The 2022 DSSN Symposium will be held on May 10, 2022. This will be a hybrid event.
In-person location: Baldy Center, 509 O’Brian Hall, North Campus
Time: 1:00-4:00pm EDT
This symposium will bring together Indigenous and non-Indigenous scholars with an interest in social and technical systems for managing access to digital materials documenting Indigenous cultural and linguistic practices. A key concern to be addressed will be how to ensure that Indigenous communities are able to maintain sovereignty over materials documenting their heritage in light of conflicts between Western notions of intellectual property and diverse Indigenous traditions.
This symposium is expected to be of interest to scholars with an interest in Indigenous Studies, Law, Information Science, Anthropology, and Linguistics, as well as others involved with exploring the long-ranging historical impacts of colonialism, as is typical of much research in the humanities. It will also be of value for people engaged in the maintenance of the intellectual traditions of Indigenous communities, including members of the university community, such as librarians and archivists, who may be called upon to develop protocols and platforms that facilitate the safekeeping of Indigenous data in ways which allow Indigenous communities to maintain sovereignty over materials documenting their cultural, intellectual, and linguistic heritage.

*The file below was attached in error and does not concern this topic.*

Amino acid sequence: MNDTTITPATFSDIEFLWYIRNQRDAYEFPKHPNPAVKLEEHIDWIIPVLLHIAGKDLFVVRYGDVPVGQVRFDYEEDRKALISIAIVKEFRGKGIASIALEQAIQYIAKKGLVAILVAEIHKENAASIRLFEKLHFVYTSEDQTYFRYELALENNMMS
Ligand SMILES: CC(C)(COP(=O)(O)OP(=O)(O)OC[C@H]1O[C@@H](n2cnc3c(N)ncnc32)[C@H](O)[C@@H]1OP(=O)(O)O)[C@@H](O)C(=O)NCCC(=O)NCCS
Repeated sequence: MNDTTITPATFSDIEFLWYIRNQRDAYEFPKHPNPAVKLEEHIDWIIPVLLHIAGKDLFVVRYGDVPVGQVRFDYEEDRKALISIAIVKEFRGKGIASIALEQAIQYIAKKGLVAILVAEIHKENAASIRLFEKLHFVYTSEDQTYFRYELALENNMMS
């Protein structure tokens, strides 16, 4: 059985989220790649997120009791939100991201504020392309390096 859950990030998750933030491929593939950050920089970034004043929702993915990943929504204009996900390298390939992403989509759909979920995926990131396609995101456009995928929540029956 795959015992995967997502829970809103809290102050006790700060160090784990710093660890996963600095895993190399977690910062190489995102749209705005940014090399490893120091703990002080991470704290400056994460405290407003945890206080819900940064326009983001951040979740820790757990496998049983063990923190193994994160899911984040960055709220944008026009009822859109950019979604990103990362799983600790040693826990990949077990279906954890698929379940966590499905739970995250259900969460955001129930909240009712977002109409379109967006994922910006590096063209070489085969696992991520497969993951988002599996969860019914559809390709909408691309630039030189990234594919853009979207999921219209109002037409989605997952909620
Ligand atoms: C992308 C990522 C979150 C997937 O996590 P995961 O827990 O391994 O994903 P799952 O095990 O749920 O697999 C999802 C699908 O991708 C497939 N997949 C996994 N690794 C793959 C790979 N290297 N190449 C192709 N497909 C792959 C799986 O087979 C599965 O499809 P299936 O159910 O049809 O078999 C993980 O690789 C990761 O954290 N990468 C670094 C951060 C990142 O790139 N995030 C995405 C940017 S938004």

This event is being co-sponsored by the The Baldy Center for Law and Social Policy and the Department of Indigenous Studies.”
Angela Riley, Professor of Law at the University of California, Los Angeles, School of Law and Director of the JD/MA joint degree program in Law and American Indian Studies and the Native Nations Law and Policy Center. Angela R. Riley (Citizen Potawatomi Nation) is an internationally-renowned indigenous rights scholar. She received her undergraduate degree at the University of Oklahoma and her law degree from Harvard Law School. In 2003 she became the first woman Justice of the Supreme Court of the Citizen Potawatomi Nation of Oklahoma. In 2010, she was elected as Chief Justice. She also serves as Co-Chair for the United Nations – Indigenous Peoples’ Partnership Policy Board, which is a commitment to implementing the UN Declaration on the Rights of Indigenous Peoples.
Angela's talk is titled "The Ascension of Indigenous Cultural Property Law".
Jorge Fabra Zamora, University at Buffalo School of Law
Jorge Fabra Zamora holds a law degree from the Universidad de Cartagena, Colombia, and a Master's and Ph.D. in Philosophy from McMaster University, Canada. Between 2018–19, he was the Project Officer in Water Governance and Human Rights in the Research Project "Co-Creation of Indigenous Water Quality Tools," which is part of Global Water Futures.
Jane Anderson, Associate Professor of Anthropology and Museum Studies and a Global Fellow in the Engelberg Center for Innovation Law and Policy in the Law School at New York University. Jane has a Ph.D. in Law from the Law School at University of New South Wales in Australia. Her work is focused on the philosophical and practical problems for intellectual property law and the protection of Indigenous/traditional knowledge resources and cultural heritage in support of Indigenous knowledge and data sovereignty.
Jane's talk is titled "Relations of CARE: Indigenous Data Provenance"
Mia McKie, University at Buffalo Department of Indigenous Studies, Tuscarora Nation, Turtle Clan